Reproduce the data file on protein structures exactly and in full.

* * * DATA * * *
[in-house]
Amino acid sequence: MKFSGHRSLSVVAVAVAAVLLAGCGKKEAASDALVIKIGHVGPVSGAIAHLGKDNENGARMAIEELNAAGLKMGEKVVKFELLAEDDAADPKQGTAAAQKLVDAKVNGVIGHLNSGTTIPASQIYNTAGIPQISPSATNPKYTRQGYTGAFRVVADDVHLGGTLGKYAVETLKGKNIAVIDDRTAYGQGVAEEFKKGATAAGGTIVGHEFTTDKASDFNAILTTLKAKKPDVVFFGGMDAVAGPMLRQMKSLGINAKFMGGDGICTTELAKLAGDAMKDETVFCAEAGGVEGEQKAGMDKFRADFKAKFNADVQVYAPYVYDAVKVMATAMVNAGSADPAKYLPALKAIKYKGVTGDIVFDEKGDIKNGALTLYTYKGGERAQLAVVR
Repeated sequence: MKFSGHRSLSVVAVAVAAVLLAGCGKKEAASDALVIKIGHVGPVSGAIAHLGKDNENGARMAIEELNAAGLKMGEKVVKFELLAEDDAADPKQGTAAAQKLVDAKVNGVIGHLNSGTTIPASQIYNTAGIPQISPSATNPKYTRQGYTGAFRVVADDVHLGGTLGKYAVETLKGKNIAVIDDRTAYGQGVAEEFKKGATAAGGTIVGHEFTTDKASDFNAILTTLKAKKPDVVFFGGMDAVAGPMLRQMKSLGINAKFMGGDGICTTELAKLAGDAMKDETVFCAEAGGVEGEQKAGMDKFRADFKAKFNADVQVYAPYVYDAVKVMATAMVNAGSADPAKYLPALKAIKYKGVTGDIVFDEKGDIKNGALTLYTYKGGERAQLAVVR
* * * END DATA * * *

[in-house]
Amino acid sequence: MKFSGHRSLSVVAVAVAAVLLAGCGKKEAASDALVIKIGHVGPVSGAIAHLGKDNENGARMAIEELNAAGLKMGEKVVKFELLAEDDAADPKQGTAAAQKLVDAKVNGVIGHLNSGTTIPASQIYNTAGIPQISPSATNPKYTRQGYTGAFRVVADDVHLGGTLGKYAVETLKGKNIAVIDDRTAYGQGVAEEFKKGATAAGGTIVGHEFTTDKASDFNAILTTLKAKKPDVVFFGGMDAVAGPMLRQMKSLGINAKFMGGDGICTTELAKLAGDAMKDETVFCAEAGGVEGEQKAGMDKFRADFKAKFNADVQVYAPYVYDAVKVMATAMVNAGSADPAKYLPALKAIKYKGVTGDIVFDEKGDIKNGALTLYTYKGGERAQLAVVR
Repeated sequence: MKFSGHRSLSVVAVAVAAVLLAGCGKKEAASDALVIKIGHVGPVSGAIAHLGKDNENGARMAIEELNAAGLKMGEKVVKFELLAEDDAADPKQGTAAAQKLVDAKVNGVIGHLNSGTTIPASQIYNTAGIPQISPSATNPKYTRQGYTGAFRVVADDVHLGGTLGKYAVETLKGKNIAVIDDRTAYGQGVAEEFKKGATAAGGTIVGHEFTTDKASDFNAILTTLKAKKPDVVFFGGMDAVAGPMLRQMKSLGINAKFMGGDGICTTELAKLAGDAMKDETVFCAEAGGVEGEQKAGMDKFRADFKAKFNADVQVYAPYVYDAVKVMATAMVNAGSADPAKYLPALKAIKYKGVTGDIVFDEKGDIKNGALTLYTYKGGERAQLAVVR